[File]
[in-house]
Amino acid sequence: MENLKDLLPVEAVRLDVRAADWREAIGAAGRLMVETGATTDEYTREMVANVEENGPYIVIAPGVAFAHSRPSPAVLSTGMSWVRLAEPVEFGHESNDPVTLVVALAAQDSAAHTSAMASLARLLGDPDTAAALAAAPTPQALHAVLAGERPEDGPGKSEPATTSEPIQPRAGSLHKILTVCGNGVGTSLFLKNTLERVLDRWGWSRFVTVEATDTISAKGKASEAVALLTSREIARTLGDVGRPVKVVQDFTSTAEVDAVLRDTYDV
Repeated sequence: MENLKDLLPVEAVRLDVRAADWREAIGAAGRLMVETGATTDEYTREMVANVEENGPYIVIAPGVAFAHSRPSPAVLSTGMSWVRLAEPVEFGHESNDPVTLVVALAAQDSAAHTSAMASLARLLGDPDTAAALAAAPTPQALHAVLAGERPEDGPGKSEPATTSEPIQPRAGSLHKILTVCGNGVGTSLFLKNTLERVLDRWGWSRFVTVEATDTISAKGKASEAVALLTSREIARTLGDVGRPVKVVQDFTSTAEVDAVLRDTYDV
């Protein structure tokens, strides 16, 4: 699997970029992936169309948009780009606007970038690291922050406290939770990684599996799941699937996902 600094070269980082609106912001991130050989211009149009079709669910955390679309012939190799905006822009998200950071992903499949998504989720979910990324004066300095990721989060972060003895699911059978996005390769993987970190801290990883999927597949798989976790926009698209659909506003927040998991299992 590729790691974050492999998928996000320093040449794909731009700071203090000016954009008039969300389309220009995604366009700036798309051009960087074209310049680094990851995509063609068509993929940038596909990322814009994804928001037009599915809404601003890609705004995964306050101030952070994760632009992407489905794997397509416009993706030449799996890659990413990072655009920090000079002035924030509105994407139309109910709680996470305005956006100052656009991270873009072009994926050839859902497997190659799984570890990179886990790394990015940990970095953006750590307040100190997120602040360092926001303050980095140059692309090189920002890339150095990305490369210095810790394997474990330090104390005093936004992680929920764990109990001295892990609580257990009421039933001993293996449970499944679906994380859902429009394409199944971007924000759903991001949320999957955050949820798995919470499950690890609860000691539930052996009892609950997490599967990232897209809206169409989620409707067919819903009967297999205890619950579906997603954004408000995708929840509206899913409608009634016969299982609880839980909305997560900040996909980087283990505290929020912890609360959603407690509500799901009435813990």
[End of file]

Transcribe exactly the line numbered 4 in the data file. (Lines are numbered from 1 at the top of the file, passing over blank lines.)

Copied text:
């Protein structure tokens, strides 16, 4: 699997970029992936169309948009780009606007970038690291922050406290939770990684599996799941699937996902 600094070269980082609106912001991130050989211009149009079709669910955390679309012939190799905006822009998200950071992903499949998504989720979910990324004066300095990721989060972060003895699911059978996005390769993987970190801290990883999927597949798989976790926009698209659909506003927040998991299992 590729790691974050492999998928996000320093040449794909731009700071203090000016954009008039969300389309220009995604366009700036798309051009960087074209310049680094990851995509063609068509993929940038596909990322814009994804928001037009599915809404601003890609705004995964306050101030952070994760632009992407489905794997397509416009993706030449799996890659990413990072655009920090000079002035924030509105994407139309109910709680996470305005956006100052656009991270873009072009994926050839859902497997190659799984570890990179886990790394990015940990970095953006750590307040100190997120602040360092926001303050980095140059692309090189920002890339150095990305490369210095810790394997474990330090104390005093936004992680929920764990109990001295892990609580257990009421039933001993293996449970499944679906994380859902429009394409199944971007924000759903991001949320999957955050949820798995919470499950690890609860000691539930052996009892609950997490599967990232897209809206169409989620409707067919819903009967297999205890619950579906997603954004408000995708929840509206899913409608009634016969299982609880839980909305997560900040996909980087283990505290929020912890609360959603407690509500799901009435813990």